Specifically, when TS 3.4.12 was applicable, DCPP operated with more than one centrifugal charging pump (CCP) capable of injecting into the reactor coolant system. DCPP determined this condition was reportable pursuant to 10 CFR 50.73(a)(2)(i)(B). The noncompliance was identified based on a Nuclear Regulatory Commission TS Interpretation letter dated January 3, 2013, to Wolf Creek Nuclear Operating Company.

DCPP concluded that it had not complied with TS 3.4.12 since it replaced the positive displacement pump (PDP) with a CCP in Unit 1 (2005) and in Unit 2 (2007).

Immediate corrective actions in response to this event included revising the affected procedures to ensure compliance with TS 3.4.12.

The apparent cause for this event includes a deficiency in DCPP's 10 CFR 50.59 procedure and human error. The procedure did not provide guidance regarding proposed design changes that may maintain the original intent but create new literal compliance issues. The human error occurred when DCPP staff interpreted the operability requirements outlined in TS 3.4.12 as being equivalent with respect to the PDP to CCP design change.

Corrective actions included revising the associated 10 CFR 50.59 procedure, revising the Current Licensing Basis Determination Procedure and providing a lessons-learned discussion to the staff.

This event did not adversely affect the health and safety of the public.

05000275/LER-2010-00224 September 2010Diablo Canyon

On March 9, 2010, while analyzing the consequences of a postulated sustained degraded grid voltage, Pacific Gas and Electric (PG&E) concluded both Units 1 and 2 were in an unanalyzed condition. On March 9, 2010, at 23:39 (EST), PG&E reported this unanalyzed condition to the NRC in accordance with 50.72(b)(3)(ii)(B) (reference NRC Event Notification Number 45754).

The postulated sustained degraded voltage condition could have resulted in multiple safety-related pump motors, tripping overcurrent relays. As a result, these pumps would not be immediately available to mitigate a postulated accident and is considered a safety system functional failure.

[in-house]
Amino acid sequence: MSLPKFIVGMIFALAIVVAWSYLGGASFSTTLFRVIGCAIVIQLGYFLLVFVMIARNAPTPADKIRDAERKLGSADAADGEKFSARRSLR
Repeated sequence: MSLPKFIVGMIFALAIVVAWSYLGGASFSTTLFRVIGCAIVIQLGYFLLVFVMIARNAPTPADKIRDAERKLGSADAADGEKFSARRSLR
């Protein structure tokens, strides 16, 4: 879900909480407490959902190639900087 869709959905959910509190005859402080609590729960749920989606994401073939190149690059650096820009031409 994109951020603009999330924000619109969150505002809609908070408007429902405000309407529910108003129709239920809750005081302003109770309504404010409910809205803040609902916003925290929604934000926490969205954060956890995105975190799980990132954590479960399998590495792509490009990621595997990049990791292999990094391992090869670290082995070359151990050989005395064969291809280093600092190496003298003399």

PG&E had not considered this postulated worst case degraded voltage condition credible, and had therefore not analyzed for it. As a result, technical specification (TS) surveillance requirement (SR) 3.3.5.3 values are nonconservative, and several TS Actions were not met.

The immediate compensatory measure was to raise the first level undervoltage relay setpoints on the vital buses of both Units 1 and 2, thus transferring loads to emergency diesel generators prior to tripping motors on overcurrent. PG&E will submit a license amendment request to establish conservative TS SR 3.3.5.3 undervoltage relay settings.

The apparent cause was misinterpretation of the undervoltage relay design criteria in the 1970's.

05000275/LER-2009-00228 August 2009Diablo Canyon

On June 29, 2009, at 06:47 PDT, with Unit 1 in Mode 1 (Power Operation) the Eagle 21 Protection Set II, Rack 8, alarmed in the control room due to a Loop Calculation Processor (LCP) card failure. Plant operators declared motor-driven auxiliary feedwater (AFW) Pumps 1-2 and 1-3 inoperable in accordance with TS 3.7.5 Limiting Condition for Operation (LCO).

Plant operators entered Operating Procedure (OP) Abnormal Procedure AP-5, "Malfunction of Eagle 21 Protection or Control Channel," and took manual control actions in the control room.

On June 29, 2009, at 07:14 PDT, Technical Specification (TS) 3.7.5, Condition C, was exited when the first level control valve (LCV) was placed in manual and a dedicated licensed plant operator was assigned to the AFW level controller. TS 3.7.5 LCO was exited when the second LCV was placed in manual at 07:17 PDT.

The cause of the TS 3.7.5 entry was determined to be the result of intended design response to an Eagle 21 LCP failure, i.e., to lockup the control output in a "fail-as-is" status to minimize a plant transient as a result of a single failure. On June 30, 2009, at 08:26 PDT, the failed Eagle 21 LCP card was replaced and the LCVs returned to automatic level control.